A spatio-temporal learning approach for crowd activity modelling to detect anomalies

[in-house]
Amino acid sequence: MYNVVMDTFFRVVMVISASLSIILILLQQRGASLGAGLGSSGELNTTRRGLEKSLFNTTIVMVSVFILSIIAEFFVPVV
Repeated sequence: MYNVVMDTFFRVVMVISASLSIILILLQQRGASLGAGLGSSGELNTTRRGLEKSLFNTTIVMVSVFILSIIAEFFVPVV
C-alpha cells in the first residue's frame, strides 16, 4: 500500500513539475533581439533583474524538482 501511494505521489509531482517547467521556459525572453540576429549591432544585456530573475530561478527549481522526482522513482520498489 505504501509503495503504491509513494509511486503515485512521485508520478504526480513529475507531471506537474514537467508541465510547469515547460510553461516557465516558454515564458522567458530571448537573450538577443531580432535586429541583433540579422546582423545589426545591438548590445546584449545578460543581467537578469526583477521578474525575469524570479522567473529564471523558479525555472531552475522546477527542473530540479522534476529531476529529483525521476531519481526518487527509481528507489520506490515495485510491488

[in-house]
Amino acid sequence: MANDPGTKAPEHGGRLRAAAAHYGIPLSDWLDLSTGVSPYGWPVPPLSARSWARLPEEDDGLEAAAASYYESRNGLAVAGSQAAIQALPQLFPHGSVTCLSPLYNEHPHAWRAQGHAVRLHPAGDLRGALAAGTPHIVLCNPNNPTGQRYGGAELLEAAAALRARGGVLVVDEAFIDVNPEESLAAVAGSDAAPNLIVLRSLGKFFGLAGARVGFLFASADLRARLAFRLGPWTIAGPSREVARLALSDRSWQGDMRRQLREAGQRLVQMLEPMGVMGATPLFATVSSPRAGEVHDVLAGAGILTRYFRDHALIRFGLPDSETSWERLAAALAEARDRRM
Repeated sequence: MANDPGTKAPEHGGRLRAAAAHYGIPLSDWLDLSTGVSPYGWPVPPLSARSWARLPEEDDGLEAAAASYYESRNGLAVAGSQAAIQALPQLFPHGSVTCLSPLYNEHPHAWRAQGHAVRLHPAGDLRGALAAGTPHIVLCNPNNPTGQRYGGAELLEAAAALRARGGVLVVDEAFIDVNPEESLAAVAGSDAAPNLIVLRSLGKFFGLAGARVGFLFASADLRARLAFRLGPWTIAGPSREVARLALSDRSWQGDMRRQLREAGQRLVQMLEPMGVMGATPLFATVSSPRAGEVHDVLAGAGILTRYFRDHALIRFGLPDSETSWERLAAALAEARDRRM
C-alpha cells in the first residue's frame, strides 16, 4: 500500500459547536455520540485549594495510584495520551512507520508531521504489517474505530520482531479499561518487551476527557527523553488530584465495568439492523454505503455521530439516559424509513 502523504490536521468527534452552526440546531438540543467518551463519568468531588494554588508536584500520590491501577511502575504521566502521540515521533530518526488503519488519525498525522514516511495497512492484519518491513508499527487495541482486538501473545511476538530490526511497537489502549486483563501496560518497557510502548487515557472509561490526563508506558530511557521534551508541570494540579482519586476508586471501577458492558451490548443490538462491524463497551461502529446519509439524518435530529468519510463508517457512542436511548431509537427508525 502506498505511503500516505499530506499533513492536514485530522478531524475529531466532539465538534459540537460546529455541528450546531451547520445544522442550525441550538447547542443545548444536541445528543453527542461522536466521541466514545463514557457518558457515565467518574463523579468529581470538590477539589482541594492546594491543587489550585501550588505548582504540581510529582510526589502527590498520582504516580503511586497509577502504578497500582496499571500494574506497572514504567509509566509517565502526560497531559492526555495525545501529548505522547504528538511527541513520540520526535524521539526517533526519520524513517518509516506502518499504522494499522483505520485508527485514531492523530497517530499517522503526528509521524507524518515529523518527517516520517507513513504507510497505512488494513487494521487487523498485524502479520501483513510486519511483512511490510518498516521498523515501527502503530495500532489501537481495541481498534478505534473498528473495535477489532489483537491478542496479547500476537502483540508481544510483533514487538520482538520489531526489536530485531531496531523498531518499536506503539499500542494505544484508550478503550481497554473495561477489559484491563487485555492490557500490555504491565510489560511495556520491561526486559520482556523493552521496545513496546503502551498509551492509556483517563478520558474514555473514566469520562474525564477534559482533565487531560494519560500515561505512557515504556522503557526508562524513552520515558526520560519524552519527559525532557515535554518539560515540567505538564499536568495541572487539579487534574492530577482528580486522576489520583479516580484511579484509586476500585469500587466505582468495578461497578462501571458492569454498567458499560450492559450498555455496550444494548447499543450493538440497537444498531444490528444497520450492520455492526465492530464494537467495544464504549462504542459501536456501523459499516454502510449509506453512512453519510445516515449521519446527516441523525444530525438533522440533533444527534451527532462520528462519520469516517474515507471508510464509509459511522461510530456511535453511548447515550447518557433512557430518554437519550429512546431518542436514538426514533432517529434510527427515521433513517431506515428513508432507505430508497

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With security and surveillance gaining paramount importance in recent years, it has become important to reliably automate some surveillance tasks for monitoring crowded areas. The need to automate this process also supports human operators who are overwhelmed with a large number of security screens to monitor. Crowd events like excess usage throughout the day, sudden peaks in crowd volume, chaotic motion (obvious to spot) all emerge over time which requires constant monitoring in order to be informed of the event build up. To ease this task, the computer vision community has been addressing some surveillance tasks using image processing and machine learning techniques. Currently tasks such as crowd density estimation or people counting, crowd detection and abnormal crowd event detection are being addressed. Most of the work has focused on crowd detection and estimation with the focus slowly shifting on crowd event learning for abnormality detection.This thesis addresses crowd abnormality detection. However, by way of the modelling approach used, implicitly, the tasks of crowd detection and estimation are also handled. The existing approaches in the literature have a number of drawbacks that keep them from being scalable for any public scene. Most pieces of work use simple scene settings where motion occurs wholly in the near-field or far-field of the camera view. Thus, with assumptions on the expected location of person motion, small blobs are arbitrarily filtered out as noise when they may be legitimate motion in the far-field. Such an approach makes it difficult to deal with complex scenes where entry/exit points occur in the centre of the scene or multiple pathways running from the near to the far-field of the camera view that produce blobs of differing sizes. Further, most authors assume the number of directions people motion should exhibit rather than discover what these may be. Approaches with such assumptions would result in loss of accuracy while dealing with (say) a railway platform which shows a number of motion directions, namely two-way, one-way, dispersive, etc. Finally, very few contributions of work use time as a video feature to model the human intuitiveness of time-of-day abnormalities. That is certain motion patterns may be abnormal if they have not been seen for a given time of day. Most works use it (time) as an extra qualifier to spatial data for trajectory definition.In this thesis most of these drawbacks have been addressed by dealing with these in the modelling of crowd activity. Firstly, no assumptions are made on scene structure or blob sizes resulting therefrom. The optical flow algorithm used is robust and even the noise presented (which is infact unwanted motion of swaying hands and legs as opposed to that from the torso) is fairly consistent and therefore can be factored into the modelling. Blobs, no matter what the size are not discarded as they may be legitimate emerging motion in the far-field. The modelling also deals with paths extending from the far to the near-field of the camera view and segments these such that each segment contains self-comparable fields of motion. The need for a normalisation factor for comparisons across near and far field motion fields implies prior knowledge of the scene. As the system is intended for generic public locations having varying scene structures, normalisation is not an option in the processing used and yet the near & far-field motion changes are accounted for. Secondly, this thesis describes a system that learns the true distribution of motion along the detected paths and maintains these. The approach is such that doing so does not generalise the direction distributions which would cause loss in precision. No impositions are made on expected motion and if the underlying motion is well defined (one-way or two-way), then this is represented as a well defined distribution and as a mixture of directions if the underlying motion presents itself as so.Finally, time as a video feature is used to allow for activity to re-enforce itself on a daily basis such that motion patterns for a given time and space begin to define themselves through re-enforcement which acts as the model used for abnormality detection in time and space (spatio-temporal). The system has been tested with real-world data datasets with varying fields of camera view. The testing has shown no false negatives, very few false positives and detects crowd abnormalities quite well with respect to the ground truths of the datasets used.
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